France and Elizabethan England

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France and Elizabethan England Author(s): Charles Giry-Deloison Source: Transactions of the Royal Historical Society, Sixth Series, Vol. 14 (2004), pp. 223-242 Published by: Royal Historical Society Stable URL: Accessed: 05/11/2010 07:32Your use of the JSTOR archive indicates your acceptance of JSTOR's Terms and Conditions of Use, available at JSTOR's Terms and Conditions of Use provides, in part, that unless you have obtained prior permission, you may not download an entire issue of a journal or multiple copies of articles, and you may use content in the JSTOR archive only for your personal, non-commercial use. Please contact the publisher regarding any further use of this work. Publisher contact information may be obtained at Each copy of any part of a JSTOR transmission must contain the same copyright notice that appears on the screen or printed page of such transmission. JSTOR is a not-for-profit service that helps scholars, researchers, and students discover, use, and build upon a wide range of content in a trusted digital archive. We use information technology and tools to increase productivity and facilitate new forms of scholarship. For more information about JSTOR, please contact

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TransactionstheRHS 14 (2004),pp. 223-42 ? 2004 Royal HistoricalSociety of DOI: Io.IOI7/Soo80441oo4oooI43 Printedin the United Kingdom

FRANCE AND ELIZABETHAN ENGLAND* By Charles Giry-DeloisonABSTRACT. Descriptionsof Tudor Englandby Frenchvisitorsare scarce,but in the

I56os and I570S a renewedinterestin 'all things English'is perceptibleamongstthe Frenchelite. The new religion,parliament,the eventualityof a royalmarriageand genuine curiosityin such a strangecountry contributedto distractthe attentionof a few Frenchmenfrom Italy and Spain. In the I58os, a majorchange was to occur: more books on Englandwere being publishedin French,but their sole purposewas religiouspropagandaand many were translationsof Englishpro- or anti-Catholic pamphlets.

in Elizabeth'sreignwas to witnessa majortransformation Anglo-French relationsin the sixteenth century,to which only the PerpetualPeace of1527 might be compared.' Seen from a French standpoint, from I564 onwards (treaty of Troyes, I April), England, the old enemy, slowly and more than once with some reluctance (notably after the Massacre of St Bartholomew on 24 August I572),2turned into a critical but staunch ally, with whom a royal wedding was actively sought, and, more dramatically, without whom Henri de Navarre would probably never have become Henri IV, king of France. Henri himself recognised his debt to Elizabeth. Learning of the queen's death, he wrote to Sully: 'Mon ami, j'ai eu avis de la mort de ma bonne sceur la reine d'Angleterre, qui m'aimait si cordialement, a laquelle j'avais tant d'obligations', adding 'elle m'6tait un second moi-meme.'3 Though one may like to think that this was only a return of the favour that Charles VIII of France had done for Henry Tudor before Bosworth, the words ring true. AsJean-Pierre Babelon has pointed out, one has only to look at the number and the quality of thefor * I would like to thankMrs PatriciaBurkard her kind help. 'See Charles Giry-Deloison, 'A Diplomatic Revolution?Anglo-FrenchRelations and Court England, David Starkey(I991), in ed. the Treaties of I527', in HenryVII: A European 77-83, and idem,'Une alliance contre nature?La paix franco-anglaisede 1525-I544',in de r (1515-1547), ed. Charles Giry-Deloison Franfois et HenriVIII.Deuxprinces la Renaissance (Lille,1996),53-62. 2 See, for example, WallaceT. MacCaffrey, and Elizabeth theMaking Policy Queen 1572of F et Lepouvoir la 1588 (Princeton,1981),164-70, and Michel Duchein, Elisabethed'Angleterre.seduction (Paris, 1992), 425-9. 3 Quoted by Duchein, Elisabeth 723, followingJean-Pierre Ire, Babelon, Henri IV(Paris,1994), 929-30.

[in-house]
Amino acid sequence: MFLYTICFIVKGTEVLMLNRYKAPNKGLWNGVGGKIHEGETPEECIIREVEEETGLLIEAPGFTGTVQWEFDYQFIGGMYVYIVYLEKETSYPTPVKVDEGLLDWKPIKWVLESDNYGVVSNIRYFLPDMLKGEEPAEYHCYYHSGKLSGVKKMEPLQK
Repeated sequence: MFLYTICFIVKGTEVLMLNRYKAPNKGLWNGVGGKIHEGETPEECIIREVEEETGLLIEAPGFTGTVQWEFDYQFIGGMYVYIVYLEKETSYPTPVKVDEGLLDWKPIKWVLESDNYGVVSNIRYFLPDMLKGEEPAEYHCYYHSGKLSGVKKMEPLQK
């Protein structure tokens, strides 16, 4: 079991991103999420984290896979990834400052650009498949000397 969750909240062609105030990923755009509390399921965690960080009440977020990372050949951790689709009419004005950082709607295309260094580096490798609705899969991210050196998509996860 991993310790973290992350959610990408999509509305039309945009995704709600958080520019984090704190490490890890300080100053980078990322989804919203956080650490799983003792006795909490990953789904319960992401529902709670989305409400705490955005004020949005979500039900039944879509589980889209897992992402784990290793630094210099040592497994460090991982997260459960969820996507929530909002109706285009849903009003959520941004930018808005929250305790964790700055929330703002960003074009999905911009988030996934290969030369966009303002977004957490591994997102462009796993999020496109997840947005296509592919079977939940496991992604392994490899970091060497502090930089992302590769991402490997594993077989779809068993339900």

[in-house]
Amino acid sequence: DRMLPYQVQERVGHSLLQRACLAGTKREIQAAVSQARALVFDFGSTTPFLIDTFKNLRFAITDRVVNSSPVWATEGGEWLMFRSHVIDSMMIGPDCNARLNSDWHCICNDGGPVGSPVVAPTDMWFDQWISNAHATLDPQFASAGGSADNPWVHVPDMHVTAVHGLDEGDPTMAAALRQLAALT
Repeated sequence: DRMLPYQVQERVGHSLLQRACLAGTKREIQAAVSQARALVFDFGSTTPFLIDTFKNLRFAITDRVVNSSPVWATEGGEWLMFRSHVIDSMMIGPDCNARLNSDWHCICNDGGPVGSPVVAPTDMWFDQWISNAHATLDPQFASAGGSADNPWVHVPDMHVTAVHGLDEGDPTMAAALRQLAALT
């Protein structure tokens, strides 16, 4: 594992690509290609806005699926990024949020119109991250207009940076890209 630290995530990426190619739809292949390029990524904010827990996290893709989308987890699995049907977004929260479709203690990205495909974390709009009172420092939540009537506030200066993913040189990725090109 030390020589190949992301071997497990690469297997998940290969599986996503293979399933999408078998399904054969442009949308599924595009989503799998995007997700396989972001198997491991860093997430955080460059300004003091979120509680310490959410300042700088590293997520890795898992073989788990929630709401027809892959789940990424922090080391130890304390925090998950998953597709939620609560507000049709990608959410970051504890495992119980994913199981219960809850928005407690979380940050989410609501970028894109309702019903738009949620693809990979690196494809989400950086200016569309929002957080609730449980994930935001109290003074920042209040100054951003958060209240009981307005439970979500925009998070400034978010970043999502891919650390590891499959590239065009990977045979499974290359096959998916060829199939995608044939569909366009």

Henri IV sent to Elizabethbetween 1589and 1603to realise ambassadors the importancethe king bestowedupon his relationship with the queen4 even though, in SeptemberI6oI, he politelydeclinedan invitationto visither.5